The boss of the south London firm claims the cannabis trade in Britain is “the biggest it has ever been” despite continued police efforts to disrupt the illegal trade.
Speaking on condition of anonymity, the man in his twenties said he employs more than 30 workers.
He explained how they had at least three factories supplying people in south London and even claims he exports the class B drug to the Netherlands, Germany and Austria.
The boss said: “We have a type of weed over here called ‘English cheese’.”
“It was created over here – in Amsterdam they don’t have that so they try to create that but they just can’t because it is what we make and that’s what they want.”
But it is his claim that dealers are peddling drugs to primary school-aged children in London that will shock many parents.
He said: “You’ve got doctors, police, solicitors, teachers, bus drivers – everyone does it …. young kids, school kids, even primary school kids.”
The gang leader said he personally does not sell to children, but admitted that dealers who work with his organisation do.
He said: “I blame it on the TV, the media, rap, YouTube, like Miley Cyrus on TV it is a common thing – they see it as the cool thing to do.”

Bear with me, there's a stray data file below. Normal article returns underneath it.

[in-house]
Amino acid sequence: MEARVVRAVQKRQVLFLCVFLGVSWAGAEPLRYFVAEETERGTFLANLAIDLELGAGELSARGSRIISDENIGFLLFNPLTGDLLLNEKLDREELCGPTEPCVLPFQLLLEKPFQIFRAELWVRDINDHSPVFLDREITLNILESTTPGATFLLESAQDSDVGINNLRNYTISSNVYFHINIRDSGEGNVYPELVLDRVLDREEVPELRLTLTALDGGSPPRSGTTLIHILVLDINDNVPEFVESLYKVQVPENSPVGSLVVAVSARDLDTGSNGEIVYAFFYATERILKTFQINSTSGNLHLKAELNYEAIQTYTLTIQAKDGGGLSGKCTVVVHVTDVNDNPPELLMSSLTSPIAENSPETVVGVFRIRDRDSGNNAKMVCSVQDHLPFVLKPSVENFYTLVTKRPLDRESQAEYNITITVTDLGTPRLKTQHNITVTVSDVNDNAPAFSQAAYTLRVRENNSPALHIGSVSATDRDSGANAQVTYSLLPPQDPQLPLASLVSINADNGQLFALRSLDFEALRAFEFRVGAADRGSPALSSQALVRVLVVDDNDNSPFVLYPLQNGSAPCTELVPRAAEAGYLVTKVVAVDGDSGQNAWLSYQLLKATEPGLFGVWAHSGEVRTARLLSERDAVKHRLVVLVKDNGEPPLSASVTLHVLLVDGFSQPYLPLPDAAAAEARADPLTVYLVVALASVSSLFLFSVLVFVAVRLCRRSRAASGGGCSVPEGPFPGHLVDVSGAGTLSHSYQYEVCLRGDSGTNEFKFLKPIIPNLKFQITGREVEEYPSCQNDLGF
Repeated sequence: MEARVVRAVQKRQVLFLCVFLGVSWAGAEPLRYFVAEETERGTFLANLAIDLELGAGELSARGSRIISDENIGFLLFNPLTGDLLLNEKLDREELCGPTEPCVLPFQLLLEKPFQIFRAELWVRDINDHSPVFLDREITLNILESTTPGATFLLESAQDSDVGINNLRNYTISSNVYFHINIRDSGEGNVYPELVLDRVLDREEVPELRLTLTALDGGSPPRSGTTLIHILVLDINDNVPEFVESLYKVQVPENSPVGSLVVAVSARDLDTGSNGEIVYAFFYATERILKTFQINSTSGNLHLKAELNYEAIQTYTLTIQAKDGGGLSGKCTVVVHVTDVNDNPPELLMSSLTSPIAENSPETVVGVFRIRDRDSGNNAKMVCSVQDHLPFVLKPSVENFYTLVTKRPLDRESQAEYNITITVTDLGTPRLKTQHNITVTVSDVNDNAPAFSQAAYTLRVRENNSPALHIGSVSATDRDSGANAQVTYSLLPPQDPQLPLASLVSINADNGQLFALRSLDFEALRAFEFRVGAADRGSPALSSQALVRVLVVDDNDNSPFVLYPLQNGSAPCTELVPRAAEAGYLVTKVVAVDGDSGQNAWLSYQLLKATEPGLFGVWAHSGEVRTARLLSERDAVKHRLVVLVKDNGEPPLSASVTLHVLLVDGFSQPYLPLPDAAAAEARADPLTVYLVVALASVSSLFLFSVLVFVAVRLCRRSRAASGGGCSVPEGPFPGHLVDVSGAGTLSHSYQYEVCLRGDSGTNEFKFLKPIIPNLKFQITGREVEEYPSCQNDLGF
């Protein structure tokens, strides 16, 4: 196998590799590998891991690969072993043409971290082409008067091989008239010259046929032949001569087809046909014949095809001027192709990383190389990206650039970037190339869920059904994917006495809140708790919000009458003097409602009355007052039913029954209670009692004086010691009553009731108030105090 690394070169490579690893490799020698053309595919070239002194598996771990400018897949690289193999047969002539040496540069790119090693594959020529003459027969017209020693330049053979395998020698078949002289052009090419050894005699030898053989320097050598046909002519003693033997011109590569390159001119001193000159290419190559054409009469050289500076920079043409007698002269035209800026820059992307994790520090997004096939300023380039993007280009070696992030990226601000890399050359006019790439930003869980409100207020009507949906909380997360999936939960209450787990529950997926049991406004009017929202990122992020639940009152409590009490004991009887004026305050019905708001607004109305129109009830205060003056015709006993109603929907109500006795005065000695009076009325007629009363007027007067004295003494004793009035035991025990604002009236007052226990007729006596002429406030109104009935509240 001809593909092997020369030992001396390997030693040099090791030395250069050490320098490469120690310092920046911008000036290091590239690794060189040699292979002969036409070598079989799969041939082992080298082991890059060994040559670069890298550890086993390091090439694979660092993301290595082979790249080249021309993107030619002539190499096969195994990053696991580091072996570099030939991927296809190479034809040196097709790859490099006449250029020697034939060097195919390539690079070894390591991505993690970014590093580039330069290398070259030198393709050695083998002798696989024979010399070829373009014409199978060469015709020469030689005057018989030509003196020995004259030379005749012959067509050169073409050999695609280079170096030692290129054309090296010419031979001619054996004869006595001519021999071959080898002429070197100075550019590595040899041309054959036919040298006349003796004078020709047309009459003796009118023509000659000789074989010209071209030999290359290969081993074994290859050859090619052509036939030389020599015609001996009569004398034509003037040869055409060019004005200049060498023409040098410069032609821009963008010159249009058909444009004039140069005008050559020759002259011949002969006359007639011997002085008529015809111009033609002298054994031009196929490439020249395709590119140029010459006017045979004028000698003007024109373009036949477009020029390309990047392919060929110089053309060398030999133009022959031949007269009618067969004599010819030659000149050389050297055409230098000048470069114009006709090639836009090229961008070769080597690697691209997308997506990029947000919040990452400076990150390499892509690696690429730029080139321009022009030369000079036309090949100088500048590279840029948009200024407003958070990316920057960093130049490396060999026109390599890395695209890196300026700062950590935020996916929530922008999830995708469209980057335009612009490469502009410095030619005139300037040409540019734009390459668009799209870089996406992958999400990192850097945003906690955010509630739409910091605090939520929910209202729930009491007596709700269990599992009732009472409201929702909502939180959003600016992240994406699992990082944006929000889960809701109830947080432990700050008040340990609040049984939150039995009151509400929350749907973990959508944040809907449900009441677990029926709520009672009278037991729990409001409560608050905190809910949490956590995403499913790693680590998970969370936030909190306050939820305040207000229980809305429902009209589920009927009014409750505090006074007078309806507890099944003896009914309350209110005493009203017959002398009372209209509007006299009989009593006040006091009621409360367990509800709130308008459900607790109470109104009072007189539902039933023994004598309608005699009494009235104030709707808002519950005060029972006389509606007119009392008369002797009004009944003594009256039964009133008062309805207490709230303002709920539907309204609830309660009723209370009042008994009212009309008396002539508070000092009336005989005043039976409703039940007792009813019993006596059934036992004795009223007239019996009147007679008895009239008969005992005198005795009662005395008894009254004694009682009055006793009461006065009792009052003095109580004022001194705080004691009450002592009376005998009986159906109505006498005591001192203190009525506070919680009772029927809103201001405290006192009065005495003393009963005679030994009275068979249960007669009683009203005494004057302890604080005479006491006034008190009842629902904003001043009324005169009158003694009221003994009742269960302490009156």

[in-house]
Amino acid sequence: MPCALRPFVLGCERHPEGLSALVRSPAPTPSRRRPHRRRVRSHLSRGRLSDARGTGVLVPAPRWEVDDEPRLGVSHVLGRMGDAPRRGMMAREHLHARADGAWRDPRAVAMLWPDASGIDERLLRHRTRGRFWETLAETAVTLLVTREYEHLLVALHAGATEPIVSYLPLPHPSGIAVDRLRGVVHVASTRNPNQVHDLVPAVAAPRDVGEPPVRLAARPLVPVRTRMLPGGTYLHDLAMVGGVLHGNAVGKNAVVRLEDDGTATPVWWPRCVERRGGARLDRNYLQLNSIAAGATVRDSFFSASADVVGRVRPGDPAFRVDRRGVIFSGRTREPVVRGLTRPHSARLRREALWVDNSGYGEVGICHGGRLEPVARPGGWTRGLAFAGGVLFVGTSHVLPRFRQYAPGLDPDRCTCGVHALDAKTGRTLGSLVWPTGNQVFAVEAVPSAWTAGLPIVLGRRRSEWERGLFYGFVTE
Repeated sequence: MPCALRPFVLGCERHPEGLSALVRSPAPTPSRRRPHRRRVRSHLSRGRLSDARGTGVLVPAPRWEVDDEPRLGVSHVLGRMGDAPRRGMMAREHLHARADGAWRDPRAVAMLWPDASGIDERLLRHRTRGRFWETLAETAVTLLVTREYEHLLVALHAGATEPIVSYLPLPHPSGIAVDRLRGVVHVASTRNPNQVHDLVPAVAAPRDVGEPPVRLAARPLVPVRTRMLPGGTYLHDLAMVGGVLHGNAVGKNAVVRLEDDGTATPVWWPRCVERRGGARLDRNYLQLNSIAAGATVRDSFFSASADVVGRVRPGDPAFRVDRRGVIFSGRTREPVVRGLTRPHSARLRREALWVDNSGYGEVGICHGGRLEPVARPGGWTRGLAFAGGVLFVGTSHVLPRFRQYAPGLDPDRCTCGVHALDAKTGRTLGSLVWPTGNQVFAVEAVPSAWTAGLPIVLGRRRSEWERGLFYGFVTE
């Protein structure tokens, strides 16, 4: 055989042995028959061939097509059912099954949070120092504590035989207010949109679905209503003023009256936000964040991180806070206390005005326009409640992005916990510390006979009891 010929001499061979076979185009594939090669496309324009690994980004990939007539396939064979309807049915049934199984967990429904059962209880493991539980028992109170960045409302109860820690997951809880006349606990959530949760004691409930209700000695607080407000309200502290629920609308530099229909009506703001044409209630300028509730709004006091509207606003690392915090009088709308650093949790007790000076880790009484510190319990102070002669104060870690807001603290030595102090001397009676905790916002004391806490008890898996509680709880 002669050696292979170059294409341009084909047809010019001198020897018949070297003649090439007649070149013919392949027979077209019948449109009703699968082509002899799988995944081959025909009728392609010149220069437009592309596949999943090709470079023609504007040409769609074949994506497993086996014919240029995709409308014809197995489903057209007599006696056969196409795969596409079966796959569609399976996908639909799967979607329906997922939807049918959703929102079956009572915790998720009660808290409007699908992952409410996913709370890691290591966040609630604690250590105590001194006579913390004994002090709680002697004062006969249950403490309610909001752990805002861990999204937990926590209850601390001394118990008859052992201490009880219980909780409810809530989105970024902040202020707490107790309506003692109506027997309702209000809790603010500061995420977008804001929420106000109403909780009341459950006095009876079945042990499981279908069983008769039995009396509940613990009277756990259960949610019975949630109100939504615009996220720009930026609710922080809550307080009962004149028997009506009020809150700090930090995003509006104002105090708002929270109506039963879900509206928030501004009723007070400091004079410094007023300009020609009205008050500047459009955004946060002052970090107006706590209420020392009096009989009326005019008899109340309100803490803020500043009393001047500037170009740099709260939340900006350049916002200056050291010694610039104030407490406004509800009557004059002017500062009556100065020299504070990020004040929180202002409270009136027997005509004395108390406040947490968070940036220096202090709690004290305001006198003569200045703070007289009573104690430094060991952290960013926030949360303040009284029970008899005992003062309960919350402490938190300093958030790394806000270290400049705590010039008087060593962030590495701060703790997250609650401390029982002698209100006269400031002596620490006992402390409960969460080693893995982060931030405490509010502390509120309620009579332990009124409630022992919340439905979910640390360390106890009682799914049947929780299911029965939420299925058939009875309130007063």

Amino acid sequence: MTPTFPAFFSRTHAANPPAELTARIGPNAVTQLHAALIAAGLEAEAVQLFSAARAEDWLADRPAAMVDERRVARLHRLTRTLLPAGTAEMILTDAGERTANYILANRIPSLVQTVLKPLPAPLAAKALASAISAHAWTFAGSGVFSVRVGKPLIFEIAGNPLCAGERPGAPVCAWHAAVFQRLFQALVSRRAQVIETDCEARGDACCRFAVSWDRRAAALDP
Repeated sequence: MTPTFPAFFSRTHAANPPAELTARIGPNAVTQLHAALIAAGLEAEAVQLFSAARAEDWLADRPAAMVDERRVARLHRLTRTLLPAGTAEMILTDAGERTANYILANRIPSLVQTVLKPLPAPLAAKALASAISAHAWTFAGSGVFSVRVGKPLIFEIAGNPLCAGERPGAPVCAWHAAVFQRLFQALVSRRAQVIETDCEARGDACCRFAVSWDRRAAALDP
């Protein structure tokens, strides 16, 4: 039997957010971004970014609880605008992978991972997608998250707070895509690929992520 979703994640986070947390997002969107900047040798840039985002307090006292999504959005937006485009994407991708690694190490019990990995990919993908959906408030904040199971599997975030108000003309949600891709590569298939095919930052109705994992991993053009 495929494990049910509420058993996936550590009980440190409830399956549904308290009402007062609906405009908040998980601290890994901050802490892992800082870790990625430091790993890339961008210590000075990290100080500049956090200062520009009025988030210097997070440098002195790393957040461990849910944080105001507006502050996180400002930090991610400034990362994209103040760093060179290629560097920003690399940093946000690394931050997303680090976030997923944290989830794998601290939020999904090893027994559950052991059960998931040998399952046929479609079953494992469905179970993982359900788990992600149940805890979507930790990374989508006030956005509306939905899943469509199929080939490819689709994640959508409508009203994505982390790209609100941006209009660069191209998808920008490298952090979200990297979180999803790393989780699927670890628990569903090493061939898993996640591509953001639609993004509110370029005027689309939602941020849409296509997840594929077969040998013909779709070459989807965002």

“Instead of binge-drinking they’ll go and have a smoke.”
The singer Miley Cyrus recently appeared to light up a joint while on stage at the European MTV awards in Amsterdam.
The drugs boss spoke because he believes the cannabis trade in the UK should be legalised.
He said: “It should be legal so we don’t have to hide what we are doing.”
“If you look at LA and California and how they legalised it for medical reasons and stuff and how the crime rate actually drops.”
“They legalised and it’s a calmer place out there.”
Commander Steve Rodhouse, who heads the Metropolitan Police’s gangs and organised crime division, said the cannabis trade in the UK “fuels crime, fuels violence and anti-social behaviour. This is a real problem on our streets”.
He also said some reports tend to give the impression that gangs can operate without fear of being detected.
“That is just not the case,” he added.
“We do thousands and thousands of search warrants every year in London. We arrest and charge hundreds of people for this crime.”
The Home Office said over the last two years police forces have seized more than one million cannabis plants, keeping an estimated £200m worth of the drug off the streets.
The number of offences related to cannabis production rose from 14,982 in 2010/11 to 16,464 in 2011/12, according to the Association of Chief Police Officers (ACPO).
An ACPO spokeswoman said: “Police forces and the National Crime Agency (NCA) are finding that these criminals are going to ever greater lengths to conceal their illicit activity because they know that across the country we are shutting down these farms on a daily basis.”
Crime Prevention Minister Norman Baker said: “In the UK, cannabis is controlled as a class B drug under the Misuse of Drugs Act 1971 and is listed in Schedule 1 to the Misuse of Drugs Regulations 2001.”
“Those who grow and supply cannabis face up to 14 years’ imprisonment. Production of cannabis for personal use is also illegal.”